Mental imagery (MI) is the distinctive human ability to create and transform mental representations of self and external objects. The debate on the underlying cognitive mechanisms of MI has emphasized the relevance of different classes of mental transformations (see Zacks & Michelon, 2005). A mental image can be mentally transformed, for instance, in order to process its visual features without the need for the observer to physically move the object or himself. In this case, an allocentric transformation, based on the updating of the object's intrinsic coordinate frame, is applied. It is also possible to use MI in order to transform our whole body image rotating or translating in the space. This latter process constitutes a form of egocentric transformation that involves the updating of the observer's reference frame (i.e., eye and head centered) like, for instance, during perspective taking tasks. When MI is applied to a specific body part, an effector-based transformation based on the effector reference frame (e.g., hand centered) is applied. This different form of egocentric transformation updates the coordinate frame of a specific body part relative to an object, to another body part or to the environment frame of reference making use of sensory-motor brain mechanisms that occur also during action planning and rehearsal (e.g., Michelon et al., 2006 and Parsons et al., 1995). One very fruitful way of studying MI has been trough mental rotation (MR) paradigms. MR has been first systematically explored by Shepard and Metzler (1971) in a series of experiments in which they visually presented participants with identical or mirror-image pairs of solid objects and recorded reaction times (RTs) for same-different judgments. They found that participants' RTs monotonically increased with the increase of angular disparity between the two objects and argued that, in order to decide whether they are the same or different, participants mentally rotated one of the objects until it matched the position of the other. Similar results have been documented using laterality judgment about mirror-symmetric visual stimuli. For example in the “hand laterality task” observers were shown with a rotated picture of a hand and were asked to decide if the stimulus represents a left hand or a right hand. To perform this task it typically takes longer for larger hand rotations (Sekiyama, 1982 and Parsons, 1987). However, it has also been shown that, differently from MR of solid abstract objects, MR of hands is strongly influenced by body part's somatic and kinesthetic aspects (Sekiyama, 1982, Parsons, 1987 and Parsons, 1994). Indeed, the hand laterality judgment takes longer when hands are rotated away from the body's midsagittal plane (i.e., lateral orientations) than when hands are rotated toward it (i.e., medial orientations). RTs associated with hand laterality judgments of left hand stimuli and right hand stimuli are asymmetric relative to 180° of stimulus angular departure. This non-monotonic distribution of RTs seems to reflect the physical constraints of the forearm and wrist movements toward the lateral side of the body midline, as the forearm movements crossing toward the body midline are easier to be executed. It has been argued that MR of hands is performed by mentally simulating one's own hand rotating it until it reaches the same position as the displayed hand stimulus (Cooper and Shepard, 1975, Gentilucci et al., 1998 and Parsons, 1987). Parsons (1994) also showed that the time needed to make the left–right judgment is comparable to the time needed to actually move the hand into the same displayed hand posture. However, the medial–lateral RT difference also indicates the existence of a preferred tuning between the angular departure of the hand stimulus and its handedness. Indeed for some combinations of stimulus view, stimulus angular departure, and stimulus handedness, the laterality judgment is much faster than for others. This phenomenon is consistent with the idea that, for some given orientations (i.e., medial), participants rely less on sensory-motor processes (i.e., the mental transformation) and more on a direct proprioceptive-visual matching between the observer's felt hand and the visually presented hand. Coherently, RTs for medial hand orientations do not necessarily follow a linear relation with the stimulus angular departures (Parsons, 1994 and ter Horst et al., 2012). In this sense, the difference between medial and lateral orientation response latencies for correct trials reflects the general degree of sensory-motor processing necessary to accomplish the mental spatial transformation. Indeed, when the stimulus angular departure and the stimulus view are not coherent with the observer's felt hand, the decision relies on sensory-motor mechanisms that are reflected in the typical RT-orientation dependent distribution observed during MR of hands. Hand laterality judgment is strongly influenced by the observer's hand posture during the task (Ionta and Blanke, 2009, Ionta et al., 2007, Parsons, 1987 and Shenton et al., 2004), while individuals with congenital limb absence (Funk & Brugger, 2008), upper limb amputees (Nico, Daprati, Rigal, Parsons, & Sirigu, 2004), and chronic pain patients (Coslett et al., 2010, Moseley, 2004 and Schwoebel et al., 2001) are impaired in performing this task. These findings suggest that proprioception and peripheral factors influence imagery and that sensory-motor mechanisms are essential in order to accomplish egocentric mental spatial transformations. The key role of the brain sensory-motor areas in supporting MR of hands has been recently demonstrated in a study in which patients with damage to the cortical somato-motor hand representation were selectively impaired in performing MR of hands but not MR of objects (Tomasino, Skrap, & Rumiati, 2011). In brain-damaged patients, dissociations between egocentric and allocentric transformations can be observed depending on the lesion site. For instance, Tomasino and Rumiati (2004) described patients whose abilities to perform MR based on “the visual strategy” or “the motor strategy” double dissociated as a consequence of a lesion either of the right- or left-hemisphere respectively. More specifically, right-hemisphere damaged patients were impaired when MR was based on the object reference frame but were able to perform egocentric-based MR, while left-hemisphere damaged patients showed the opposite pattern. This distinction has also received support from another neuropsychological study revealing a double dissociation between the two strategies (Sirigu & Duhamel, 2001). Neuroimaging studies show that egocentric and allocentric transformations are supported by two complementary brain networks (see Zacks, 2008, for a recent review). In particular, the posterior parietal, the occipital and the superior temporal cortex are activated during allocentric transformations (e.g., Wraga et al., 2005 and Zacks et al., 2003). In addition, areas normally engaged in programming and executing movements (e.g., the supplementary motor area, the primary motor, premotor and parietal cortices, the cerebellum and the basal ganglia) are activated when the MR task is performed using an egocentric reference frame (e.g., Alivisatos and Petrides, 1997, Bonda et al., 1995, Kosslyn et al., 1998 and Kosslyn et al., 2001). Moreover, relative to objects, MR of hands was found to elicit stronger activity in the cortical motor areas (de Lange et al., 2005, Kosslyn et al., 1998, Wraga et al., 2003 and Wraga et al., 2005), and transcranial magnetic stimulation (TMS) applied over the motor cortex selectively impairs MR of hands (Ganis, Keenan, Kosslyn, & Pascual-Leone, 2000), but not MR of letters (Tomasino, Borroni, Isaja, & Rumiati, 2005). It has been demonstrated that within this wide brain network supporting MI, dissociation between egocentric and allocentric mental transformations can be found at the level of the posterior parietal cortex. Indeed, repetitive transcranial magnetic stimulation (rTMS) applied over the superior parietal lobule alters MR of letters while rTMS over the supramarginal gyrus impairs MR of hands (Pelgrims, Andres, & Olivier, 2009). Like other cognitive abilities, MR seems to slowly degrade in elderly individuals. Age-related changes have been reported for MR of objects and alphanumeric characters (Berg et al., 1982, Cerella et al., 1981, Dror and Kosslyn, 1994, Gaylord and Marsh, 1975, Hertzog and Rypma, 1991, Kemps and Newson, 2005, Puglisi and Morrell, 1986 and Sharps and Gollin, 1987), and MR of hands (Devlin and Wilson, 2010 and Saimpont et al., 2009). Elderly individuals have also been found to be slower than younger controls at explicitly imagining movements in a Fitts' like task (Personnier et al., 2010 and Skoura et al., 2005), particularly when they imagined movements of the non-dominant hand (Skoura, Personnier, Vinter, Pozzo, & Papaxanthis, 2008). In this task, the time needed to imagine one's hand movement to a target increases with the distance and decreases with the size of the target, following the same physical law that regulates goal directed actions (Jeannerod, 1995). This is also consistent with their being less accurate and slower at executing movements with the non-dominant hand in highly demanding tasks (Francis and Spirduso, 2000, Mitrushina et al., 1995 and Teixeira, 2008). However it remains unclear whether the age-related decline in MI hides a more specific deficit in applying either an egocentric mental transformation or an allocentric mental transformation. Indeed, the relationship between the type of stimulus and the mental transformation employed is not always necessarily so direct. Many studies suggest that MR of abstract objects can, to some extent, share the same cognitive and neural sources employed during egocentric transformations (e.g., de Lange et al., 2005, Wexler et al., 1998 and Wraga et al., 2003). Thus, to date, the literature on the effect of normal aging on MR failed to clearly disentangle between potential differential effects of aging on the two mental transformation processes. Hence, the main purpose of the present study was to clarify the impact of normal aging on MR using either an egocentric (i.e., effector-centered) or an allocentric (i.e., object-centered) mental transformation. Differently from previous research, the paradigm employed in the present study allowed us to directly compare the two complementary mental spatial transformations by holding constant the stimuli to be mentally rotated and the type of response required. If the two classes of mental transformation differently decline with age, then we expected the group of elderly participants to perform worse in one of the two tasks. Instead, if healthy aging generally affects MR, then we expected impairments in both the egocentric and the allocentric task. Since the functionality of the non-dominant hand changes with age (see e.g., Mitrushina et al., 1995, Francis and Spirduso, 2000 and Teixeira, 2008), all our right-handed participants were asked to respond with their dominant hand (i.e., the right hand) irrespective of whether the response was left or right. This is at variance with Saimpont et al. (2009), in which elderly participants responded with the left hand or the right hand for left and right stimuli respectively. Thus, we also predicted that if normal aging specifically affects non-dominant hand sensory-motor programs, then our elderly participants' performance should be impaired for left-hand stimuli even when they respond with the dominant hand for both left and right handed stimuli. Judging the laterality of a visually presented hand relies on limb-specific sensory-motor programs that are represented in the contralateral cerebral hemisphere (Parsons et al., 1998 and Parsons et al., 1995). Left-right judgments are faster when right hands are presented to the right visual field and when left hands are presented to the left visual field (Parsons et al., 1998). If elderly individuals were particularly challenged by engaging in sensory-motor programs to control their non-dominant hand during MI (Saimpont et al., 2009 and Skoura et al., 2008), then they should be especially affected by the lateralized presentation of left hands. Furthermore, compared with young controls, elderly individuals may experience a greater interference when left hands are presented to the ipsilateral hemisphere (i.e., longer RTs for left hands presented to the right visual field), as well as a reduced advantage when left hands are presented to the contralateral hemisphere (i.e., longer RTs for left hands presented to the left visual field).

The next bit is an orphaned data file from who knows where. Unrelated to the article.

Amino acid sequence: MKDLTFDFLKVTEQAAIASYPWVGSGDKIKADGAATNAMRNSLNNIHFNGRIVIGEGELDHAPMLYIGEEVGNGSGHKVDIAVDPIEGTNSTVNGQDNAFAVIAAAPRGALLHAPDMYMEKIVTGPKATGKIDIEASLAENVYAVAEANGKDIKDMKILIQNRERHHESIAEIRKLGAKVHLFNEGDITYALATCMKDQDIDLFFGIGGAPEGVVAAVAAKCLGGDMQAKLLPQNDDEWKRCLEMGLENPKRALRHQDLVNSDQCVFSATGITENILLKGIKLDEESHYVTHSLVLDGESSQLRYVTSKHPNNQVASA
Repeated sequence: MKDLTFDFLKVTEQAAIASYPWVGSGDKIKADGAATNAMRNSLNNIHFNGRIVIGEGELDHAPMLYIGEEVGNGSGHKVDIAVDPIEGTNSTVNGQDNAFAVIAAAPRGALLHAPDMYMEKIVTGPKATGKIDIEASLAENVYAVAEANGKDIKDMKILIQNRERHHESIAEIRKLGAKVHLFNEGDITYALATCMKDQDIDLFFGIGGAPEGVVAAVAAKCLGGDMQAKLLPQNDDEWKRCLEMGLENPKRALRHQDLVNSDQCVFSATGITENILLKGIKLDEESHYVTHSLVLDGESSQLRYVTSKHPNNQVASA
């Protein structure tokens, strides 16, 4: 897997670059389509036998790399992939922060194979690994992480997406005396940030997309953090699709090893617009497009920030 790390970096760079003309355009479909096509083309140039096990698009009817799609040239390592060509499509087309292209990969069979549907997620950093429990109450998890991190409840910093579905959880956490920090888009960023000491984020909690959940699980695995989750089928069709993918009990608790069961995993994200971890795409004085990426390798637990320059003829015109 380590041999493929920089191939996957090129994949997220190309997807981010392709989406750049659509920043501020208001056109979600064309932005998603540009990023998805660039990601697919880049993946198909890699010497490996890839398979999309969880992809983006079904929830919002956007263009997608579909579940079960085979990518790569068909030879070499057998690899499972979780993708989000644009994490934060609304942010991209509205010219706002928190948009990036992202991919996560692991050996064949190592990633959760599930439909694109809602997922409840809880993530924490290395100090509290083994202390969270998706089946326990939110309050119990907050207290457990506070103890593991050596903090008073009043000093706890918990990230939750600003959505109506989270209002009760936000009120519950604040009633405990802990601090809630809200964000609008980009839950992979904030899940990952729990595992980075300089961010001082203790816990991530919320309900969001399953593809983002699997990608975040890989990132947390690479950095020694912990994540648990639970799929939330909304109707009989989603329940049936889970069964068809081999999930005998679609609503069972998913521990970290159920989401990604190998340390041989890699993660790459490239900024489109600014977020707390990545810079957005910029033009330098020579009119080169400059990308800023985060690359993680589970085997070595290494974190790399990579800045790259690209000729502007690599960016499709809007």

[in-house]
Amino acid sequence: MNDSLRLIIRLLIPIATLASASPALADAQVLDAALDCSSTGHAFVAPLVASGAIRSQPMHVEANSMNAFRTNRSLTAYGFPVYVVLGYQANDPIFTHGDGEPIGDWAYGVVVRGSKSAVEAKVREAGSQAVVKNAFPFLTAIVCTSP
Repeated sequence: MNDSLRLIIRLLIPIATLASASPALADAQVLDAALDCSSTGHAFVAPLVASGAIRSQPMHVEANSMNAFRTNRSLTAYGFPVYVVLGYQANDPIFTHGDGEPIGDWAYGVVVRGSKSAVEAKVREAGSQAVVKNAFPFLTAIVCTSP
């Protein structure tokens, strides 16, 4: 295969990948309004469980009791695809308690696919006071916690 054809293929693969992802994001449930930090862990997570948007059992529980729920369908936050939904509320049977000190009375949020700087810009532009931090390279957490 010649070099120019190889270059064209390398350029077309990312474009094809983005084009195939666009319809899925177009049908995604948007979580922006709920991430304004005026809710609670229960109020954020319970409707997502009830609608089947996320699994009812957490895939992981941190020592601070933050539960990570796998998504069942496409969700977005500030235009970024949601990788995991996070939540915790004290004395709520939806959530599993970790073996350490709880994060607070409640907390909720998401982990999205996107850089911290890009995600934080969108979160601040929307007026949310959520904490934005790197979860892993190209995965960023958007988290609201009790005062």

نتیجه گیری انگلیسی
The following results (3.1.1 and 3.1.2) focus on the effects of the stimulus angular departures and its interactions with the other factors. The results of the full experimental design are illustrated in Table 3 in the Appendix section.